provided to Santiva Chronicle
Local artists Suzette Heeres and Carol Rosenberg are exhibiting artwork throughout January at the Sanibel Community House, 2173 Periwinkle Way. The public is invited to view their display from 9 a.m. to 3 p.m. Monday through Friday.
Heeres is a snowbird from Michigan who loves painting Sanibel’s beautiful beaches, habitats and wildlife all winter. She is a regular participant in weekly plein air painting sessions at various locations on the Island with other artists from the SanCap Art League. “Not only do I learn something from each of them, but we have developed such wonderful relationships,” she says.
In particular, Heeres enjoys impasto oil painting – applying thick layers of oil paint on the canvas to create texture and interest. “I love to teach impasto oil painting classes in Michigan and have recently agreed to teach at the Sanibel Community House. I am excited to share my love for oil painting with those around me… I love seeing the work each artist creates,” she said.
It is Heeres’ belief that an artist continues to develop his or her style forever. Each class, each article read, each visit to a museum will bring about different techniques in color, strokes, and perspective. She continues the search for her style and appreciates each stop along the way.
Rosenberg will feature more than 50 small portraits of local residents and models in this January exhibition. These acrylic paintings, entitled “Community Series,” were done during open studio sessions in Sanibel, Fort Myers and Cape Coral. “I often work in series because this gives me an opportunity to concentrate on a subject or material and enables me to increase my knowledge and expand my skills,” she said.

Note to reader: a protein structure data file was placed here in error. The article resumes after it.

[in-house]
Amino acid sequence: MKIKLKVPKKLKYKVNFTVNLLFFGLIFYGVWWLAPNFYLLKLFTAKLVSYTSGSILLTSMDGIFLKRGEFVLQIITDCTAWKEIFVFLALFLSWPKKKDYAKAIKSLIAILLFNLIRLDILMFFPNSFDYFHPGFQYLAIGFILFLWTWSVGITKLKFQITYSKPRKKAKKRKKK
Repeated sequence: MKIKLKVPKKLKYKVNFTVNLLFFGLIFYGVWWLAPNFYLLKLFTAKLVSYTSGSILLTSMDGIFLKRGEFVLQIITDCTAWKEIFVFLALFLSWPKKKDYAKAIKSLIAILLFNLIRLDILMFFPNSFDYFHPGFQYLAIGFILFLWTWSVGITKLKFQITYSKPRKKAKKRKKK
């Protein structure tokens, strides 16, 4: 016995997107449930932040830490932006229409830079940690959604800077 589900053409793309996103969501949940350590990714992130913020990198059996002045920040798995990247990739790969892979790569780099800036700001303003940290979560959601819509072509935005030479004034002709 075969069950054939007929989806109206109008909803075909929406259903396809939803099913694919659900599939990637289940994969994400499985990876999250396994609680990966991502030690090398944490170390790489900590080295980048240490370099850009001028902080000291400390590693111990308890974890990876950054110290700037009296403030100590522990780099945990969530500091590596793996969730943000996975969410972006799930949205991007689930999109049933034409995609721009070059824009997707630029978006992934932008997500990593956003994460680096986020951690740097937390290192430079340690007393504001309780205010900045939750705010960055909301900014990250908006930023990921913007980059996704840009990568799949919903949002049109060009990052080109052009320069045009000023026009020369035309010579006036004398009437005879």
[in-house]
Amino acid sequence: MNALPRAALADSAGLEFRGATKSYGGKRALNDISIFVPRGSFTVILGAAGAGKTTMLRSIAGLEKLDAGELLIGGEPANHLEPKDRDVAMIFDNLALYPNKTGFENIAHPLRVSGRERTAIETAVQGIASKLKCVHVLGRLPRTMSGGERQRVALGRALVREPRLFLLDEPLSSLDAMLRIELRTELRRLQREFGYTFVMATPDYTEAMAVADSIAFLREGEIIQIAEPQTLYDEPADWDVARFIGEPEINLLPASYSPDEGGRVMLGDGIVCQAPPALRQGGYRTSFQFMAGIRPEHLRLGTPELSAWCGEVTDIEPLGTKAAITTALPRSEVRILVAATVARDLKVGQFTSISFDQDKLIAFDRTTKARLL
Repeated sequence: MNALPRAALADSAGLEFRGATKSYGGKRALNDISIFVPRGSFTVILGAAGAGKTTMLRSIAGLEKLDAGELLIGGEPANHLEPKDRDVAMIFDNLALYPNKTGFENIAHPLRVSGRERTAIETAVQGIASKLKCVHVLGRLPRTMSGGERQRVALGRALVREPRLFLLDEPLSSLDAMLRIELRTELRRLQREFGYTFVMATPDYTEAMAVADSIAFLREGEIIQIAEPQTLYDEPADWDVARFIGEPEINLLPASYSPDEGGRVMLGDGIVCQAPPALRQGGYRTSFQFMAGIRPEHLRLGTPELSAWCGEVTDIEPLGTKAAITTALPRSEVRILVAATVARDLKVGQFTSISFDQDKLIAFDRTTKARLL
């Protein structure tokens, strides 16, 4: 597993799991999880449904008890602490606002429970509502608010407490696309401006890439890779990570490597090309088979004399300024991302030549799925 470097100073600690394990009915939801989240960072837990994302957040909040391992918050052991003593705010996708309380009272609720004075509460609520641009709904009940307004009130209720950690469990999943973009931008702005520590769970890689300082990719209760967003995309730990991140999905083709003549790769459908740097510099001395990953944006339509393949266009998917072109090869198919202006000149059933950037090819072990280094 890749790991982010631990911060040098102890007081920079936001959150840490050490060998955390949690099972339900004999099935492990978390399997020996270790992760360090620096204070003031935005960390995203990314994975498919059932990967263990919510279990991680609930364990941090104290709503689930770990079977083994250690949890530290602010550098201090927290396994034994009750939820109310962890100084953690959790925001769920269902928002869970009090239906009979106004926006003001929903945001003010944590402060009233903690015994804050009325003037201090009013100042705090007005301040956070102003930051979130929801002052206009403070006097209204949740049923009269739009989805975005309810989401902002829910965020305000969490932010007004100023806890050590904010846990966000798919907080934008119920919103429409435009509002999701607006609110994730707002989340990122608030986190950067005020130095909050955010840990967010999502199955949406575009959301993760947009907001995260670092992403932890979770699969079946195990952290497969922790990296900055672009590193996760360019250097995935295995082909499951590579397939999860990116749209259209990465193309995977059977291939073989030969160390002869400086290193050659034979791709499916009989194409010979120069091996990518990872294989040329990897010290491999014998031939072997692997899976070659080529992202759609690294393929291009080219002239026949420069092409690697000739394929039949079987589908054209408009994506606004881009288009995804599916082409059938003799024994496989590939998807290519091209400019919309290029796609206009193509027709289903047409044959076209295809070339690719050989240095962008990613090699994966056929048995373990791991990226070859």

With a B.A. in Studio Art from Baldwin-Wallace College, Berea, Ohio, Rosenberg has worked as an illustrator for WVIZ/PBS TV and American Greetings in Cleveland. Her paintings, life drawings, assemblages, and calligraphy have been shown in individual, juried and invitational exhibits.
Rosenberg facilitates non-instructed Life Drawing at BIG ARTS. “I think it is valuable to paint or draw the figure from life for many reasons,” she explains. “The interaction between the model and the artist requires visual concentration, patience and commitment. Because creating art is often a solitary task, another benefit of the open studio setting is that artists are able to enjoy the fellowship and encouragement of other artists of similar interests who are facing common challenges.”